Wellington City councillors have voted in favour of adopting a new bike network, which will expand the current 23km of cycleways across the capital to 166km.
It brings to life the big $226m cycling spend councillors agreed on last year when they set the council's 10-year budget.
The plan is made up of a primary network to provide connections into the city as well as a secondary network to build infrastructure around town centres and schools.
The network also features an extensive waterfront cycleway encompassing the existing path around the inner harbour and its bays and then extending further around the eastern and southern suburbs.
The cycleways will be rolled out through a transitional programme with plastic post separators and changes to road markings using paint. They will have a pop-up feel to them.
This allows the network to be established more quickly and so changes to the design can be made in real-time before permanent grade-separated cycleways are implemented.
At a Planning and Environment council committee meeting today councillor Tamatha Paul said climate change was the elephant in the room.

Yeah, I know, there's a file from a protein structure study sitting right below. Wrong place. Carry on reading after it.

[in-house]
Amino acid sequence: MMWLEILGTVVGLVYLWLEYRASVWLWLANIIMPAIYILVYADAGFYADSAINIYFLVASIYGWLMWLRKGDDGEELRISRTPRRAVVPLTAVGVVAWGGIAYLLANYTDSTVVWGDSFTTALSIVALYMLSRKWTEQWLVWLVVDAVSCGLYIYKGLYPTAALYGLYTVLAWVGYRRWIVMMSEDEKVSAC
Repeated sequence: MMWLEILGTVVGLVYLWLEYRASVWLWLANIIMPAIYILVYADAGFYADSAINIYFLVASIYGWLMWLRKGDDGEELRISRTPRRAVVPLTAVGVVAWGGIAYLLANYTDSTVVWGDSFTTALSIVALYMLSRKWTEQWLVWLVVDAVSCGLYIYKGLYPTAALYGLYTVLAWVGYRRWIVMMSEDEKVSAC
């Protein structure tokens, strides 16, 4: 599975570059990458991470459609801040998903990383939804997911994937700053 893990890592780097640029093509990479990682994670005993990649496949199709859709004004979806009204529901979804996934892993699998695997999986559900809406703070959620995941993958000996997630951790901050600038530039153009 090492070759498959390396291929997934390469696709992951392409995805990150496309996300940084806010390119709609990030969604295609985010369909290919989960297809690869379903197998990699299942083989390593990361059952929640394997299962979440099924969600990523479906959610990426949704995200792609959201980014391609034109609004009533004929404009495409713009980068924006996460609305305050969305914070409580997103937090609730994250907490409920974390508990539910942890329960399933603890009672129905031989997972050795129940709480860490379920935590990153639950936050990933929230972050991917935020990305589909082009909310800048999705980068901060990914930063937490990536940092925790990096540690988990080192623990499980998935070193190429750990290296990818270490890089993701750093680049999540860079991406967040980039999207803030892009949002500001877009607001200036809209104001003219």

"Cars make up a massive chunk of our carbon emissions and the biggest thing we can do as a city is get people onto buses and on bikes and on foot where they are able to.
"That means disabled people and older people, who need to use a car and rely on using a car, can get to where they need to go safely and quickly."
Paul hoped the new network would encourage women, gender diverse people, children, and older people to feel safe enough to ride bikes.
"It's an investment into transport equity into safety of all people not just dudes in lycra," she said.
Mayor Andy Foster said the plan was part of an integrated package to accommodate tens of thousands more people as the city grows.
"Biking is not the answer to our transport solutions but it absolutely is part of the answer."
He said cycling was important to reduce congestion and emissions, for good health and transport choices, and for people who choose to cycle to be safe.
Southern Ward councillors gave their support for the network with a word of caution, in light of the Island Bay cycleway debacle.
Councillor Fleur Fitzsimons acknowledged there was community support for the plan.
"But that support is tenuous and this council must not take that support for granted. I'm not convinced that Wellington City Council recognises how challenging and ambitious this plan is, given the hurdles and obstacles we are facing in the community."
Councillor Laurie Foon said it was a massive milestone but also added: "We're learning as we go and it's not going to be an easy ride."
The only councillor who voted against adopting the plan was Nicola Young who said she was still "scarred" by the Island Bay cycleway.
She was also concerned the network was coming at a time when many businesses were "on their knees".
"It is too much too soon."